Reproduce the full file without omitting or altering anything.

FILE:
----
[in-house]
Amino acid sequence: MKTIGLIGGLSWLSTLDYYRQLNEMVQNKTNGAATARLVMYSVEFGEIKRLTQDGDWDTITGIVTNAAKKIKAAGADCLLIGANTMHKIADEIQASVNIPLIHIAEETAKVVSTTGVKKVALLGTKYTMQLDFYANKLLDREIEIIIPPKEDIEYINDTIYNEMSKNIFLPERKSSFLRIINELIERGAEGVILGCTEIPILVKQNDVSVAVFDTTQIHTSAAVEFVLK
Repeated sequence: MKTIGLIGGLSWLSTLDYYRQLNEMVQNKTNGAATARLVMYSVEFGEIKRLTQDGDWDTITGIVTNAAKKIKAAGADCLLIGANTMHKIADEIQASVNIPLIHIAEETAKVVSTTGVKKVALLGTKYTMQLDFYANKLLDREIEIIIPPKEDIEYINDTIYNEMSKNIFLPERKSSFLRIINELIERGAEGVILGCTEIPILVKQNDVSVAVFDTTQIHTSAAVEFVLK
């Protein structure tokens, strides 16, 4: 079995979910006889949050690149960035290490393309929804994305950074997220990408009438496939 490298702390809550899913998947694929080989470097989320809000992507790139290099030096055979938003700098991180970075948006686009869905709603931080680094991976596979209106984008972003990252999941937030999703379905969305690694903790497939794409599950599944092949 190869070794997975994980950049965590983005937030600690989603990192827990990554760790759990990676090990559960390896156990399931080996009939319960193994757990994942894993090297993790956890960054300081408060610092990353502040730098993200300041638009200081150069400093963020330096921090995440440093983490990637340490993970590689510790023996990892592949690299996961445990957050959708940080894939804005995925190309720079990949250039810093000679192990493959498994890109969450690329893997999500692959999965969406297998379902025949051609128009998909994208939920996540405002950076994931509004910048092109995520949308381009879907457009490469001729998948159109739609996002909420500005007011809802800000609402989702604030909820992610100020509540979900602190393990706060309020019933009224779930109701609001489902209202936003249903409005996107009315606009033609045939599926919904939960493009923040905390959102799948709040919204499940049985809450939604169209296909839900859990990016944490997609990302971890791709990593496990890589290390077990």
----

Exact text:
[in-house]
Amino acid sequence: MKTIGLIGGLSWLSTLDYYRQLNEMVQNKTNGAATARLVMYSVEFGEIKRLTQDGDWDTITGIVTNAAKKIKAAGADCLLIGANTMHKIADEIQASVNIPLIHIAEETAKVVSTTGVKKVALLGTKYTMQLDFYANKLLDREIEIIIPPKEDIEYINDTIYNEMSKNIFLPERKSSFLRIINELIERGAEGVILGCTEIPILVKQNDVSVAVFDTTQIHTSAAVEFVLK
Repeated sequence: MKTIGLIGGLSWLSTLDYYRQLNEMVQNKTNGAATARLVMYSVEFGEIKRLTQDGDWDTITGIVTNAAKKIKAAGADCLLIGANTMHKIADEIQASVNIPLIHIAEETAKVVSTTGVKKVALLGTKYTMQLDFYANKLLDREIEIIIPPKEDIEYINDTIYNEMSKNIFLPERKSSFLRIINELIERGAEGVILGCTEIPILVKQNDVSVAVFDTTQIHTSAAVEFVLK
């Protein structure tokens, strides 16, 4: 079995979910006889949050690149960035290490393309929804994305950074997220990408009438496939 490298702390809550899913998947694929080989470097989320809000992507790139290099030096055979938003700098991180970075948006686009869905709603931080680094991976596979209106984008972003990252999941937030999703379905969305690694903790497939794409599950599944092949 190869070794997975994980950049965590983005937030600690989603990192827990990554760790759990990676090990559960390896156990399931080996009939319960193994757990994942894993090297993790956890960054300081408060610092990353502040730098993200300041638009200081150069400093963020330096921090995440440093983490990637340490993970590689510790023996990892592949690299996961445990957050959708940080894939804005995925190309720079990949250039810093000679192990493959498994890109969450690329893997999500692959999965969406297998379902025949051609128009998909994208939920996540405002950076994931509004910048092109995520949308381009879907457009490469001729998948159109739609996002909420500005007011809802800000609402989702604030909820992610100020509540979900602190393990706060309020019933009224779930109701609001489902209202936003249903409005996107009315606009033609045939599926919904939960493009923040905390959102799948709040919204499940049985809450939604169209296909839900859990990016944490997609990302971890791709990593496990890589290390077990």